The Court also rejected the plaintiff’s argument that the erstwhile LLC members waived their objection to jurisdiction over the LLC by participating in post-judgment proceedings.

Since a party who submits to a court’s jurisdiction does so only prospectively, not retroactively, the party’s appearance doesn’t activate an earlier order entered in the case before the appearance was filed. (¶¶ 40-42)

Another reason the Court voided the default judgment was the “substantial justice” standard which governs whether a court will vacate a judgment under Code Section 2-1301(e). 

The reason Section 2-1301 applied instead of the harsher 2-1401 was because the judgment wasn’t final.  It wasn’t final because at the time the judgment was entered, the plaintiff had a pending claim against another party that wasn’t disposed of.  ((¶¶ 46-47)

Under Illinois law, a default judgment is a drastic remedy and Illinois courts have a long and strong policy of deciding cases on the merits instead of on procedural grounds.  In addition, when seeking to vacate a non-final default order, the movant does not have to show a meritorious defense or diligence in presenting the defense.

Applying these default order guideposts, the Court found that substantial justice considerations dictated that the default judgment be vacated.  Even though the judgment was entered some five years before the motion to vacate was filed, it wasn’t a final order.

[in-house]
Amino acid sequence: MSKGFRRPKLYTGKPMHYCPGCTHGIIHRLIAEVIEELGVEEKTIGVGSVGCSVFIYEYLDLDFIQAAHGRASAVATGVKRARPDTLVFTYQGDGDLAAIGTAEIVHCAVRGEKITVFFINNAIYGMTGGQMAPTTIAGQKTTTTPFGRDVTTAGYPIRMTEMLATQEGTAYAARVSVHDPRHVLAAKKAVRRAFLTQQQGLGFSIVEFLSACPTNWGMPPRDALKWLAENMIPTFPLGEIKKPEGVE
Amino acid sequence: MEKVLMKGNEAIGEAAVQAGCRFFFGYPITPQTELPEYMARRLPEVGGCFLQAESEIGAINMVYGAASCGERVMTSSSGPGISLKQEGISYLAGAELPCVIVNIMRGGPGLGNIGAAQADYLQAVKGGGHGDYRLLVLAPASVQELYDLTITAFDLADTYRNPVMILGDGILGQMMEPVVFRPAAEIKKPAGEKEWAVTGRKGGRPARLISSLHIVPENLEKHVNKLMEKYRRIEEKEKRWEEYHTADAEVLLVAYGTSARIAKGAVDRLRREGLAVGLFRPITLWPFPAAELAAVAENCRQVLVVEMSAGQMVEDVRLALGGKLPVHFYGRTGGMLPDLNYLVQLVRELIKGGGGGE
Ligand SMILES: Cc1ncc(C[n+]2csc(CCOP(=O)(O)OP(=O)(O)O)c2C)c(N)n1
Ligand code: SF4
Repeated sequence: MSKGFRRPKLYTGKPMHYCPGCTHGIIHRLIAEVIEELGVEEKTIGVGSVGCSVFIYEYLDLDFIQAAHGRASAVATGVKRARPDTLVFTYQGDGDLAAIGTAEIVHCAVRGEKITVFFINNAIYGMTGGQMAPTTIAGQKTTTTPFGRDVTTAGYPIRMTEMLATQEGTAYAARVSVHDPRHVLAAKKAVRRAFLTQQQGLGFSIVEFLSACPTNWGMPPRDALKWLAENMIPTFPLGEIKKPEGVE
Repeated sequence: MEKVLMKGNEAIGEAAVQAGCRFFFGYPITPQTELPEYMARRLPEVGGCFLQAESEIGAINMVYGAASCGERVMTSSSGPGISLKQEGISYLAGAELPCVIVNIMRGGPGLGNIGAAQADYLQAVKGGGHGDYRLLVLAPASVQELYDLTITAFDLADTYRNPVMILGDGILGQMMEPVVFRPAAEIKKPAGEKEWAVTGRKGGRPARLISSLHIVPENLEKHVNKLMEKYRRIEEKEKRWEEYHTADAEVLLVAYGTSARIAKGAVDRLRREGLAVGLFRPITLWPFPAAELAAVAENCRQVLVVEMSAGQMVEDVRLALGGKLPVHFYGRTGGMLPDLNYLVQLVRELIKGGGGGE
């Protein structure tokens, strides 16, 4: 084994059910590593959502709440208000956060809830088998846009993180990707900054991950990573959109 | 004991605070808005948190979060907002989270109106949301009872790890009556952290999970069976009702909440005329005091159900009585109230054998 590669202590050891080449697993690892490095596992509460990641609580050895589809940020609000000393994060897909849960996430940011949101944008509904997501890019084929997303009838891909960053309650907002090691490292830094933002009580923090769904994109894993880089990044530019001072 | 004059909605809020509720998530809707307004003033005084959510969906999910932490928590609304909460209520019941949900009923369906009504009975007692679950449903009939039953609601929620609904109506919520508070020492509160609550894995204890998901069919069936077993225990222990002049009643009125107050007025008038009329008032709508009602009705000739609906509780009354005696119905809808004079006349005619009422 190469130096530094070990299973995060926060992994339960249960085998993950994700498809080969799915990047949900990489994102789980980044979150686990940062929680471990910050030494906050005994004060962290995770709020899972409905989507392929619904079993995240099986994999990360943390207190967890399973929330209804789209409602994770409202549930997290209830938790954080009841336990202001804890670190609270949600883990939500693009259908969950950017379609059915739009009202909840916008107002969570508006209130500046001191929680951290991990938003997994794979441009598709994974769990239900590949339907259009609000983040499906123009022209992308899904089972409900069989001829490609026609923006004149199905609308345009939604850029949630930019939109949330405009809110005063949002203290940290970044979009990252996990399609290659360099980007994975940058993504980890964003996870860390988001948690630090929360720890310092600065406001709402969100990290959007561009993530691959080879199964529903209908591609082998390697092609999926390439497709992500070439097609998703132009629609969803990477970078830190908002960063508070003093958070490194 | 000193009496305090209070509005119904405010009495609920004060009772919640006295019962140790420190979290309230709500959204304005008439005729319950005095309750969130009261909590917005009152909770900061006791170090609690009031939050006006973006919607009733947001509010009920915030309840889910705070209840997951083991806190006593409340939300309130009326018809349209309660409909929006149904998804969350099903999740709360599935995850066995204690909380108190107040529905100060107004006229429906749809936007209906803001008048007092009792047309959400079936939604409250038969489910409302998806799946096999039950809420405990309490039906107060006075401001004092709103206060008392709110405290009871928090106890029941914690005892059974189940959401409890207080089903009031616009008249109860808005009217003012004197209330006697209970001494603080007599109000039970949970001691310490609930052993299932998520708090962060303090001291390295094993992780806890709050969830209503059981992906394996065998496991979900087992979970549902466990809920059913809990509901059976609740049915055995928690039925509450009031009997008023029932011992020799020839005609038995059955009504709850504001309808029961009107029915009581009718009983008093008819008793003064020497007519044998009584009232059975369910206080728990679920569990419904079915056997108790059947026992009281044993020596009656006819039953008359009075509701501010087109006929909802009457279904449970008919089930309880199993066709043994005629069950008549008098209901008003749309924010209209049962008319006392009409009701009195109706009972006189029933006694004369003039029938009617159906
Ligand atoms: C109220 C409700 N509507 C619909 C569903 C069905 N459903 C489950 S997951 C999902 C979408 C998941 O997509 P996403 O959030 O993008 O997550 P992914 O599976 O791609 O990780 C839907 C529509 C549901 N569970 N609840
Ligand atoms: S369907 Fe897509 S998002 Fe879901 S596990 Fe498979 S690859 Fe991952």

This meant the LLC member movants did not have to show diligence in defending the action or a meritorious defense.  All the members had to demonstrate was that it was fair and just that they have their day in court and that they should be able to defend the plaintiff’s unlawful transfers allegations. (¶¶ 49, 51)

Afterwords: This case provides a useful summary of the key rules that govern how to serve LLC’s and particularly, dissolved LLC’s.  The case’s “cautionary tales” are to (i) serve corporate defendants in accordance with statutory direction; and (ii) always request a finding of finality for default judgments where there are multiple parties or claims involved.

Had the plaintiff received a finding of finality, the LLC members’ motion to vacate would have been untimely under Section 2-1401 – which requires a motion to attack a final judgment to be brought within two years and has a heavier proof burden than a 2-1301 motion.  Still, it wouldn’t have mattered here. The plaintiff’s failure to properly serve the LLC meant the judgment was void and could have been attacked at any time.